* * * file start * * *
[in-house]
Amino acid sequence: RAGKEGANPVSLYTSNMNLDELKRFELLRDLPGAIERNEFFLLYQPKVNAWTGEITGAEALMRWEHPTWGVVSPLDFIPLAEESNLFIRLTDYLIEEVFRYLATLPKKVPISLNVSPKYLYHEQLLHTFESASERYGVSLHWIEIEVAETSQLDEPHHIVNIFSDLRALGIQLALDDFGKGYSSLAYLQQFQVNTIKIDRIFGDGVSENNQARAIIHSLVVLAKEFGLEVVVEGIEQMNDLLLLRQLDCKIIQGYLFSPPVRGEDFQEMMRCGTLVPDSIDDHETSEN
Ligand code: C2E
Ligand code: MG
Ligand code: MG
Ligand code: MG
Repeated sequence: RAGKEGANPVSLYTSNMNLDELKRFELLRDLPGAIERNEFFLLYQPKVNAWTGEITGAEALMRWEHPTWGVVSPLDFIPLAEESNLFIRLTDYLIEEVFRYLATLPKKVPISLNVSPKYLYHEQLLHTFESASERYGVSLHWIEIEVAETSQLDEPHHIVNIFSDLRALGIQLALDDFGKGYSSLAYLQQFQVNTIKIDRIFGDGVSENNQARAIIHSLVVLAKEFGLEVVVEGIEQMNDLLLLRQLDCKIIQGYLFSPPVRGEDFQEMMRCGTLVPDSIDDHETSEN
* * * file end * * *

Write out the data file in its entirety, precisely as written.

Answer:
[in-house]
Amino acid sequence: RAGKEGANPVSLYTSNMNLDELKRFELLRDLPGAIERNEFFLLYQPKVNAWTGEITGAEALMRWEHPTWGVVSPLDFIPLAEESNLFIRLTDYLIEEVFRYLATLPKKVPISLNVSPKYLYHEQLLHTFESASERYGVSLHWIEIEVAETSQLDEPHHIVNIFSDLRALGIQLALDDFGKGYSSLAYLQQFQVNTIKIDRIFGDGVSENNQARAIIHSLVVLAKEFGLEVVVEGIEQMNDLLLLRQLDCKIIQGYLFSPPVRGEDFQEMMRCGTLVPDSIDDHETSEN
Ligand code: C2E
Ligand code: MG
Ligand code: MG
Ligand code: MG
Repeated sequence: RAGKEGANPVSLYTSNMNLDELKRFELLRDLPGAIERNEFFLLYQPKVNAWTGEITGAEALMRWEHPTWGVVSPLDFIPLAEESNLFIRLTDYLIEEVFRYLATLPKKVPISLNVSPKYLYHEQLLHTFESASERYGVSLHWIEIEVAETSQLDEPHHIVNIFSDLRALGIQLALDDFGKGYSSLAYLQQFQVNTIKIDRIFGDGVSENNQARAIIHSLVVLAKEFGLEVVVEGIEQMNDLLLLRQLDCKIIQGYLFSPPVRGEDFQEMMRCGTLVPDSIDDHETSEN